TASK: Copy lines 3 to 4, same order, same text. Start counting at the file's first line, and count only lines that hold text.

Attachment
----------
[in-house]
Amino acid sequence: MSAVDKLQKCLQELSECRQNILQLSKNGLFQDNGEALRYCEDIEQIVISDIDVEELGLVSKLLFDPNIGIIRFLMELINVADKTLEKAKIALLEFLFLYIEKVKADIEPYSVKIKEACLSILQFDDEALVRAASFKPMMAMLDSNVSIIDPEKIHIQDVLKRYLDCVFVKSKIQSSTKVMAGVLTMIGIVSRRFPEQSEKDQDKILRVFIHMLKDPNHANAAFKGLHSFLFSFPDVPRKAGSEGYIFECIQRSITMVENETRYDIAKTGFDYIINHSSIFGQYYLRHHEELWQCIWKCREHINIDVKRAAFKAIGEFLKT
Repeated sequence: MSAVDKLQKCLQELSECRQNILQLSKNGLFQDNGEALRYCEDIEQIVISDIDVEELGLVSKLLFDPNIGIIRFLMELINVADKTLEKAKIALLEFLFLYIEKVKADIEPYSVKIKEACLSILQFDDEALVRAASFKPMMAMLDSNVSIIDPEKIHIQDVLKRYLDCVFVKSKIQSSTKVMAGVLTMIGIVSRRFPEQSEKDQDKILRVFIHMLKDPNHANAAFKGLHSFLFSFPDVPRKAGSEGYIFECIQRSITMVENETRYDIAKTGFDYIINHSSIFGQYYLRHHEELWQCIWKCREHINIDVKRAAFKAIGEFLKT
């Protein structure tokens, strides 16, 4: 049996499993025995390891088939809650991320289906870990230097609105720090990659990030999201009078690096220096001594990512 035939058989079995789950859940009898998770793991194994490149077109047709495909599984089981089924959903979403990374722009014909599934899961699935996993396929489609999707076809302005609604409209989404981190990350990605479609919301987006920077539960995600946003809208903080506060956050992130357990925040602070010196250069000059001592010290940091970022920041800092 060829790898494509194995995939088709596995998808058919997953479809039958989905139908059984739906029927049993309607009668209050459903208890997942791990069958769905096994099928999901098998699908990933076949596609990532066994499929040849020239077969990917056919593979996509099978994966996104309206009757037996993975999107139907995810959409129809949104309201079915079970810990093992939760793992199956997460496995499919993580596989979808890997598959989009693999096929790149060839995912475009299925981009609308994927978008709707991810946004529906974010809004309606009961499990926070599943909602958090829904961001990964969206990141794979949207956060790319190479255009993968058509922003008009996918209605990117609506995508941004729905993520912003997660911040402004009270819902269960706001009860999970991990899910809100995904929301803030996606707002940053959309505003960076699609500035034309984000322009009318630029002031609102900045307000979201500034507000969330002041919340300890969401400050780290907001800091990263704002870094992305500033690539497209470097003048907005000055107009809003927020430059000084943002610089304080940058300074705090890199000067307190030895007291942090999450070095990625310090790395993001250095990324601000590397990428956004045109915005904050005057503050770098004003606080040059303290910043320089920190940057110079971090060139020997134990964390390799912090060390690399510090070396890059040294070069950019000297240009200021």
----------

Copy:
Repeated sequence: MSAVDKLQKCLQELSECRQNILQLSKNGLFQDNGEALRYCEDIEQIVISDIDVEELGLVSKLLFDPNIGIIRFLMELINVADKTLEKAKIALLEFLFLYIEKVKADIEPYSVKIKEACLSILQFDDEALVRAASFKPMMAMLDSNVSIIDPEKIHIQDVLKRYLDCVFVKSKIQSSTKVMAGVLTMIGIVSRRFPEQSEKDQDKILRVFIHMLKDPNHANAAFKGLHSFLFSFPDVPRKAGSEGYIFECIQRSITMVENETRYDIAKTGFDYIINHSSIFGQYYLRHHEELWQCIWKCREHINIDVKRAAFKAIGEFLKT
């Protein structure tokens, strides 16, 4: 049996499993025995390891088939809650991320289906870990230097609105720090990659990030999201009078690096220096001594990512 035939058989079995789950859940009898998770793991194994490149077109047709495909599984089981089924959903979403990374722009014909599934899961699935996993396929489609999707076809302005609604409209989404981190990350990605479609919301987006920077539960995600946003809208903080506060956050992130357990925040602070010196250069000059001592010290940091970022920041800092 060829790898494509194995995939088709596995998808058919997953479809039958989905139908059984739906029927049993309607009668209050459903208890997942791990069958769905096994099928999901098998699908990933076949596609990532066994499929040849020239077969990917056919593979996509099978994966996104309206009757037996993975999107139907995810959409129809949104309201079915079970810990093992939760793992199956997460496995499919993580596989979808890997598959989009693999096929790149060839995912475009299925981009609308994927978008709707991810946004529906974010809004309606009961499990926070599943909602958090829904961001990964969206990141794979949207956060790319190479255009993968058509922003008009996918209605990117609506995508941004729905993520912003997660911040402004009270819902269960706001009860999970991990899910809100995904929301803030996606707002940053959309505003960076699609500035034309984000322009009318630029002031609102900045307000979201500034507000969330002041919340300890969401400050780290907001800091990263704002870094992305500033690539497209470097003048907005000055107009809003927020430059000084943002610089304080940058300074705090890199000067307190030895007291942090999450070095990625310090790395993001250095990324601000590397990428956004045109915005904050005057503050770098004003606080040059303290910043320089920190940057110079971090060139020997134990964390390799912090060390690399510090070396890059040294070069950019000297240009200021």